It was a few weeks into September, shortly after I started a job at a marketing agency in Seattle. I had to bus back to the Microsoft campus in Redmond to update my credentials. It was my second or third time having to do this and it was pretty out of the way for me, seeing as how I lived 20 minutes north of the city at the time, so I had to leave around noon if I wanted to eventually get home by 5PM. Needless to say, I was already pretty irritated as I dropped down on the bench to wait for my bus. I hadn’t brought my headphones that day, either. The situation just plain sucked overall.
Five minutes passed. Then ten. I found myself getting anxious and opened up my backpack to double-check that I had everything I needed: laptop, employee ID, wallet… Everything was there, of course.
As I zipped my bag back up, I saw a man approaching the bus stop from my left. He looked to be in his 60’s or 70’s. I can’t recall his ethnicity, but he had a distinct deep tan about him, contrasted by the gray of his fine-tailored suit. He had a cane and a crooked smile as he approached me, and I felt my stomach begin to bend itself into knots.
Please don’t. It’s a thought I have all-too-often I do feel guilty for having that sort of instant reaction, but it’s proven to be justified about 50% of the time. All I can do is brace myself — just like how I did as a kid.
The bench I was sitting on was actually underneath one of those shelters, which makes sense seeing as how it rains almost year-round often in Washington. There were two or three lined up side-by-side on the sidewalk with a bench under each. He stood at the very corner of the one I was under and didn’t do anything but cast me a polite smile at first. I let my shoulders slump in relief and silently thanked him for maintaining a respectable distance.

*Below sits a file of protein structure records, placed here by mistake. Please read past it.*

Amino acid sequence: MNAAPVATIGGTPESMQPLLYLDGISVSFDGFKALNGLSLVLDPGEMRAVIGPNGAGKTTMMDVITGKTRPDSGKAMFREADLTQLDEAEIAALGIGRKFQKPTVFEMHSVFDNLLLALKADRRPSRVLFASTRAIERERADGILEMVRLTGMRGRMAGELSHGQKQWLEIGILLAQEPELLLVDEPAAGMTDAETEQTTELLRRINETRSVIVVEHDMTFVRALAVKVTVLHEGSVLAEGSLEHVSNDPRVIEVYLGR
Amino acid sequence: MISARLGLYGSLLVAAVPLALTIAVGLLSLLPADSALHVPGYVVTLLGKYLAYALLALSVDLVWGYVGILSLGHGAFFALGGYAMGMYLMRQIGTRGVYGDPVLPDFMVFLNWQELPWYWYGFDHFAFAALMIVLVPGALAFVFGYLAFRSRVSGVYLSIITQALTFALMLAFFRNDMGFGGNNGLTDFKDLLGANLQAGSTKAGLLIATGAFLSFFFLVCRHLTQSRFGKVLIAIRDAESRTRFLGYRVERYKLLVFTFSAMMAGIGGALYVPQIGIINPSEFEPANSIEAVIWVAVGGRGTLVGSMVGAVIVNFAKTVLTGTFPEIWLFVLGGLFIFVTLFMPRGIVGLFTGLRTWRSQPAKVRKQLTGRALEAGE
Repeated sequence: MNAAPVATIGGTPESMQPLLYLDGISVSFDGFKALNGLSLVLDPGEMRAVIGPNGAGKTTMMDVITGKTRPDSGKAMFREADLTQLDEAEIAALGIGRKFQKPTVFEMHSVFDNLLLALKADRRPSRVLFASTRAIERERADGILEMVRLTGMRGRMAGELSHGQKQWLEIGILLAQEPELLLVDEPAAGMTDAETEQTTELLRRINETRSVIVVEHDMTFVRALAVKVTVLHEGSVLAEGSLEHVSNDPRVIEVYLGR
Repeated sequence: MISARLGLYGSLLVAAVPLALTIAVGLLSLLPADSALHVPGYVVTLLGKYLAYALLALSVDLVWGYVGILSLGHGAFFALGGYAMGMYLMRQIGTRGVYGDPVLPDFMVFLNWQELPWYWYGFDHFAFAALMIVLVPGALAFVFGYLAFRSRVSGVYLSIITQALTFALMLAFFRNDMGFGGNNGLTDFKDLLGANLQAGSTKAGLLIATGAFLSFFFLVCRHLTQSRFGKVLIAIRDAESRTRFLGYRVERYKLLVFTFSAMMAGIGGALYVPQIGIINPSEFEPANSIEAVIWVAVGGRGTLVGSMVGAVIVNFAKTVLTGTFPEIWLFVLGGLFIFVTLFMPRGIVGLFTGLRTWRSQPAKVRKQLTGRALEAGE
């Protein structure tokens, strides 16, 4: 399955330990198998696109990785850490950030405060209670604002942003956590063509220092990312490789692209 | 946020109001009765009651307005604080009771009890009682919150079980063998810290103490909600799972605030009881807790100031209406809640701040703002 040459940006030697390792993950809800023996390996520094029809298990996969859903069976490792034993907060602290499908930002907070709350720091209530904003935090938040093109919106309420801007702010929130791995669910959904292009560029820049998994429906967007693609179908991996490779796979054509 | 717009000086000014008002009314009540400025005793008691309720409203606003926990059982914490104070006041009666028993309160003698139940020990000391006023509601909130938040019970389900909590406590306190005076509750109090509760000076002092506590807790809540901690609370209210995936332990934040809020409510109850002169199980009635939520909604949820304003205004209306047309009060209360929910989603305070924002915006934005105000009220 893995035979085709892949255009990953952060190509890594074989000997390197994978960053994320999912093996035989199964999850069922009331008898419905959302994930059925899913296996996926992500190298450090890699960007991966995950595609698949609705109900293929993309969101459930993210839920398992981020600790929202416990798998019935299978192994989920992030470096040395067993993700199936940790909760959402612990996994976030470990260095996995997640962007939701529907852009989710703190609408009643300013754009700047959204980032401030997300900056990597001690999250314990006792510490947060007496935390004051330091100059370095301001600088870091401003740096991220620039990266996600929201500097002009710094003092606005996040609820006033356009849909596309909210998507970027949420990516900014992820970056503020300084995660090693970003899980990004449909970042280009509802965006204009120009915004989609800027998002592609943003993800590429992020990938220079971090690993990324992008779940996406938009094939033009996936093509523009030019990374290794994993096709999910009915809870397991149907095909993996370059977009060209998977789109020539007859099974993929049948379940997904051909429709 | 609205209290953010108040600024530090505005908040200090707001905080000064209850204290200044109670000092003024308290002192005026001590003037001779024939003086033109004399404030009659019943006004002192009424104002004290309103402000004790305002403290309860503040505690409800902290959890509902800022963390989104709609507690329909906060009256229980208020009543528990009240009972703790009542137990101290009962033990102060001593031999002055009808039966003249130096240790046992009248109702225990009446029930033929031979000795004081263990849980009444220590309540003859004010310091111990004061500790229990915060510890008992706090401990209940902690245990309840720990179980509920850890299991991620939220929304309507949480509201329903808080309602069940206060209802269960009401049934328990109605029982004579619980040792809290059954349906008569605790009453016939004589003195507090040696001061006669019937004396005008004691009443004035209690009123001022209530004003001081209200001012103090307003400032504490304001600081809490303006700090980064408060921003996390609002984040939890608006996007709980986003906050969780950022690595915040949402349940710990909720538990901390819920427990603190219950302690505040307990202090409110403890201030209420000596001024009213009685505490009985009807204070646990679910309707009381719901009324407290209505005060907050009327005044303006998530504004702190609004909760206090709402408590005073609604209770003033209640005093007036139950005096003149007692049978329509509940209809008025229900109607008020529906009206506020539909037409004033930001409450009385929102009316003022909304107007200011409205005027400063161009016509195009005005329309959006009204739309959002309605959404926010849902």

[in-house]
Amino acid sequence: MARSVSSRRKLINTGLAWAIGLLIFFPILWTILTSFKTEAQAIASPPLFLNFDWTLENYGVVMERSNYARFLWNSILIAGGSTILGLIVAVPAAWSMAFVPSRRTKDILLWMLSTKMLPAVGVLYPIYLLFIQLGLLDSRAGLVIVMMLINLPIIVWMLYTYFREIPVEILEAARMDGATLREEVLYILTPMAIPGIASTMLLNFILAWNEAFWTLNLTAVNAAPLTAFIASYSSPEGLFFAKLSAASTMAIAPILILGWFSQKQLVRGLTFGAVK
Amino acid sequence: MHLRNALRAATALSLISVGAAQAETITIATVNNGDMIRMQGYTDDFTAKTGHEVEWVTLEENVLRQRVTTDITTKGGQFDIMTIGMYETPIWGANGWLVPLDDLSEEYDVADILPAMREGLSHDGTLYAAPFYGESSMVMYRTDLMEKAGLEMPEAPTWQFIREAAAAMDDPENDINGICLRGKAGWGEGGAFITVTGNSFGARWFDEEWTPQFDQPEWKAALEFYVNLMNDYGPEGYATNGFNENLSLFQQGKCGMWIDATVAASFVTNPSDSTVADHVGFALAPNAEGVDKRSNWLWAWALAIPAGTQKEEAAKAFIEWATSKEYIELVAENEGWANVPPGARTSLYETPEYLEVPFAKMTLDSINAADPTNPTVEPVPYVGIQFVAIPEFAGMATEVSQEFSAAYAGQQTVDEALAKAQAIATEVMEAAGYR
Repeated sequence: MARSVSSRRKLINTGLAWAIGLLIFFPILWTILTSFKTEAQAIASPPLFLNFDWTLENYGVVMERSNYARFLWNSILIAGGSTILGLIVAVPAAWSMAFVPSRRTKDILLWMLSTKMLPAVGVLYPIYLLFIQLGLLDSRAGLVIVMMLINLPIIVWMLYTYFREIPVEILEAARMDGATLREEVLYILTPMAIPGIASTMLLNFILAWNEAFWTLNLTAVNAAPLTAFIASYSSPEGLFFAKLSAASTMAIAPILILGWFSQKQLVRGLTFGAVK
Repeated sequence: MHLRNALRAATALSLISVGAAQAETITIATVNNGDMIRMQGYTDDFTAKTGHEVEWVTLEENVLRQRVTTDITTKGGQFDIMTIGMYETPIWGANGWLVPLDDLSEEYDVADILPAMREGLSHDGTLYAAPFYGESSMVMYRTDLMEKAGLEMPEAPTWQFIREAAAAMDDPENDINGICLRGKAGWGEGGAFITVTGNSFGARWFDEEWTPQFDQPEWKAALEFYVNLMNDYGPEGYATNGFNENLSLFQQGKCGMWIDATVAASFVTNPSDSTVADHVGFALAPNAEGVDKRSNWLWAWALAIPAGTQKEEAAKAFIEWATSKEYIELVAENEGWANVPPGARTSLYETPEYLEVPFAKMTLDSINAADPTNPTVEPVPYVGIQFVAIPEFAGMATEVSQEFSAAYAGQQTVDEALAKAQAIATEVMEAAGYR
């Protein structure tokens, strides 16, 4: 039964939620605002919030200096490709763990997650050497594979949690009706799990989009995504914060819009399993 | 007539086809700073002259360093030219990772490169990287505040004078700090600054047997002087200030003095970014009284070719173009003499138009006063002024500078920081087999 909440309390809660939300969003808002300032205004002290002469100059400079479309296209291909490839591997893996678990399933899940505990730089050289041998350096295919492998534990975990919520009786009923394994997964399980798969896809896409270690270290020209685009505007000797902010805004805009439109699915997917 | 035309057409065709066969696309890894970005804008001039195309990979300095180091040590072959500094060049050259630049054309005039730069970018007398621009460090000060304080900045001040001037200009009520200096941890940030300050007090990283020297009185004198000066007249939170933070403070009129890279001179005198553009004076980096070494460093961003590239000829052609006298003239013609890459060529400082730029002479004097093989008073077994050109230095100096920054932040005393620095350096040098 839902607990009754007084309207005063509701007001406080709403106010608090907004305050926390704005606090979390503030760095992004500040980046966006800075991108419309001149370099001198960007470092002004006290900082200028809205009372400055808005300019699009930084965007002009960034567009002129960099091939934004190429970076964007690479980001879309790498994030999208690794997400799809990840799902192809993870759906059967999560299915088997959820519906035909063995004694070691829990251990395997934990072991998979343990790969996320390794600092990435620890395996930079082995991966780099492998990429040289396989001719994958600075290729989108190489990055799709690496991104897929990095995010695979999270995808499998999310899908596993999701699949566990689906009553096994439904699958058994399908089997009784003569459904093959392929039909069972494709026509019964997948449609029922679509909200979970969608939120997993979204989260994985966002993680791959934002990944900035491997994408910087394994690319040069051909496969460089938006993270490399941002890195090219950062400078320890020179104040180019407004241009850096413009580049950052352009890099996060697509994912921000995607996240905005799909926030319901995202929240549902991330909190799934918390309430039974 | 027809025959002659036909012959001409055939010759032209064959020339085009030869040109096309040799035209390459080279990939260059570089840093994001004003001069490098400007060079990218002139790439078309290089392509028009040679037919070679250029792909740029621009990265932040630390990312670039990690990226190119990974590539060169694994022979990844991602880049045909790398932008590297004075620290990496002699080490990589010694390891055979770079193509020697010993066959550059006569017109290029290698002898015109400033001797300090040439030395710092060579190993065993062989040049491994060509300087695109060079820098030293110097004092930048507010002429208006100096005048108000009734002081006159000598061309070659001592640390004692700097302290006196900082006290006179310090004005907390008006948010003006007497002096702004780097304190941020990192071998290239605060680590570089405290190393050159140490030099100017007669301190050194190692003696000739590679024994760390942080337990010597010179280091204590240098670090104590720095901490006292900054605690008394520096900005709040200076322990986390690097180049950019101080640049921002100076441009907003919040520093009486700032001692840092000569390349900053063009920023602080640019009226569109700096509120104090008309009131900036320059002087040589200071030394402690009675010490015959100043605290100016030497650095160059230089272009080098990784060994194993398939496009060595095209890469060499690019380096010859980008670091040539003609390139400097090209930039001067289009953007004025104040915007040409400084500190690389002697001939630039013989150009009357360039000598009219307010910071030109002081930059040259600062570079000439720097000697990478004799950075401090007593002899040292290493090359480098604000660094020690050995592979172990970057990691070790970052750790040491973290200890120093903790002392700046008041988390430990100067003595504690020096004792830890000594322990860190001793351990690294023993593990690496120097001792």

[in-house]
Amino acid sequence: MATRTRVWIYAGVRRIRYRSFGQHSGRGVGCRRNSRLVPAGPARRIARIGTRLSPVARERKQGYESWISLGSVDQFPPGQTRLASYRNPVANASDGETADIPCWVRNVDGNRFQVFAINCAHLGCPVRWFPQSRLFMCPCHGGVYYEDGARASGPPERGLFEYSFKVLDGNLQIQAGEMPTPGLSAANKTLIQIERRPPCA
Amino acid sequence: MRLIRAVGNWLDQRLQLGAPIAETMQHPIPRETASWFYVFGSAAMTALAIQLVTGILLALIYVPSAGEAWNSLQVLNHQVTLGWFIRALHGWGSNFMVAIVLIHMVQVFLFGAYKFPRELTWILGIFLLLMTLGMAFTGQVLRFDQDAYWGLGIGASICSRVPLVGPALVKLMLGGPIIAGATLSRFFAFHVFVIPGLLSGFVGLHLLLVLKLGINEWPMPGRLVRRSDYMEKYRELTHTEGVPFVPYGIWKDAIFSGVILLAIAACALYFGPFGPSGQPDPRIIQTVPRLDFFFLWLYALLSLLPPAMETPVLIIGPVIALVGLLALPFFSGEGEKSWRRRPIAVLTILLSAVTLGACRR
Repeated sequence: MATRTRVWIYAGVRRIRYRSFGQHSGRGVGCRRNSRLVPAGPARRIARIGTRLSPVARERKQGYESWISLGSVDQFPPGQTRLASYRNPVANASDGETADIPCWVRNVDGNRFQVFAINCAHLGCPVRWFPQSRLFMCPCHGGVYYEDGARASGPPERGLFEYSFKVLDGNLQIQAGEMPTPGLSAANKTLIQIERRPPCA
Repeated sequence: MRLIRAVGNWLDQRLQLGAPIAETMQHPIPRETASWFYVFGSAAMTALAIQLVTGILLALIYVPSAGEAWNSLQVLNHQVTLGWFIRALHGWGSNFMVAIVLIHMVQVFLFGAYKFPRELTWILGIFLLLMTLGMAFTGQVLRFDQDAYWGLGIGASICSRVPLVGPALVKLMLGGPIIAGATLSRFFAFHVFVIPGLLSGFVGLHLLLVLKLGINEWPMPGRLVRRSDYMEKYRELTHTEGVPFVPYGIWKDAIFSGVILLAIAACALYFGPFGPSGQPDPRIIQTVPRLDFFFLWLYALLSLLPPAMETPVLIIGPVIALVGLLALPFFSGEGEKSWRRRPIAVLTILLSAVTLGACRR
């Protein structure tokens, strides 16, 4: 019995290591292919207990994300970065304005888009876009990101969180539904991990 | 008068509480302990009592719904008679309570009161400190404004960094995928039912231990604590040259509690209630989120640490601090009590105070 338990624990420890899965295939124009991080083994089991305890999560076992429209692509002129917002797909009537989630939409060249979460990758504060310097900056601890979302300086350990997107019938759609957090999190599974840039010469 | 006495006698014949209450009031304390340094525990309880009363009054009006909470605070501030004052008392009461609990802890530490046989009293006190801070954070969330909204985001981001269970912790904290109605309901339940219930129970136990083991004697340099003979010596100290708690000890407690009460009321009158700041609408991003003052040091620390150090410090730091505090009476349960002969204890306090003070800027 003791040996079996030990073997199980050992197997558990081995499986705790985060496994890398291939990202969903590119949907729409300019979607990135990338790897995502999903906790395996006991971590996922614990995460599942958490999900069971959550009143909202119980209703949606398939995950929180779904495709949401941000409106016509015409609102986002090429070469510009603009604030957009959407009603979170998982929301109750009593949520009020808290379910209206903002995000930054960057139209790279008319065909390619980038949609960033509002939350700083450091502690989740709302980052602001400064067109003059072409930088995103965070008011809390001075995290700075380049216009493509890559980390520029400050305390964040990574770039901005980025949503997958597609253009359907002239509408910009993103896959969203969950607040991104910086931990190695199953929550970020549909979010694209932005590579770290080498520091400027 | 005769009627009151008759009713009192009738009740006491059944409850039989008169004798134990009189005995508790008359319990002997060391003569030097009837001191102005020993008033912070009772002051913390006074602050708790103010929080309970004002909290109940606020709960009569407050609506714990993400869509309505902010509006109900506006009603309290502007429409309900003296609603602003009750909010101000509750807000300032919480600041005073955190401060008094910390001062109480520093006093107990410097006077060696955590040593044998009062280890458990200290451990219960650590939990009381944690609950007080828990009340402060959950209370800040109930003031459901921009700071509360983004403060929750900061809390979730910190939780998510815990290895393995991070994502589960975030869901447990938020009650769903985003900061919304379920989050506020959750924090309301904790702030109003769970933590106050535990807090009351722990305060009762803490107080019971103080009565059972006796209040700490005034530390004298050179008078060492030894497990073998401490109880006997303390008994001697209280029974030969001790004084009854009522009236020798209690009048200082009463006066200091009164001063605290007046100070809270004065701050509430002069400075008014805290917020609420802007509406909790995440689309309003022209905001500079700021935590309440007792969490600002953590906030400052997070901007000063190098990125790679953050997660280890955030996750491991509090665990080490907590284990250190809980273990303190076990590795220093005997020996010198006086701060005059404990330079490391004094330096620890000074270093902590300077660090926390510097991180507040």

But the universe likes to mock me, because it was at that point he turned and asked, “Excuse me, but could I share that bench with you?”
“Oh, sure!” I was nervous so I answered immediately and scooted as far left as I possibly could.
“I don’t bite,” he concluded with a chuckle, and moved to sit beside me. I laughed uneasily at the joke, hoping he wouldn’t — “Unless you want me to.”
FUCK. That was it: that glint in his eye. Suddenly a potentially innocent old man had revealed himself to be a creep and now I was trapped sitting next to him. I knew it. Why did I say yes?!
“Aha…” I busied myself with my phone instead and tried not to hold eye contact. He was looking at me, though. I could feel it. Come on, 545. Please.
“Are you Indian?” he asked abruptly.
“No,” My tone had permanently transformed into uneasy laughter. “Filipino.”
“Oh! I see! Well, you’re very beautiful.”
“Thank you.” Please, stop. I’m sure you could be my grandfather in age. Stop it.
“Very, very beautiful. What do you like to do for fun, eh?”
I wish I had the courage to say I shut him down directly, but I didn’t. I never do. I don’t know what it is that makes it so difficult to stand up for myself. Is it Society’s expectation that women be polite always? Probably. Either way, I continued the conversation longer than I should have.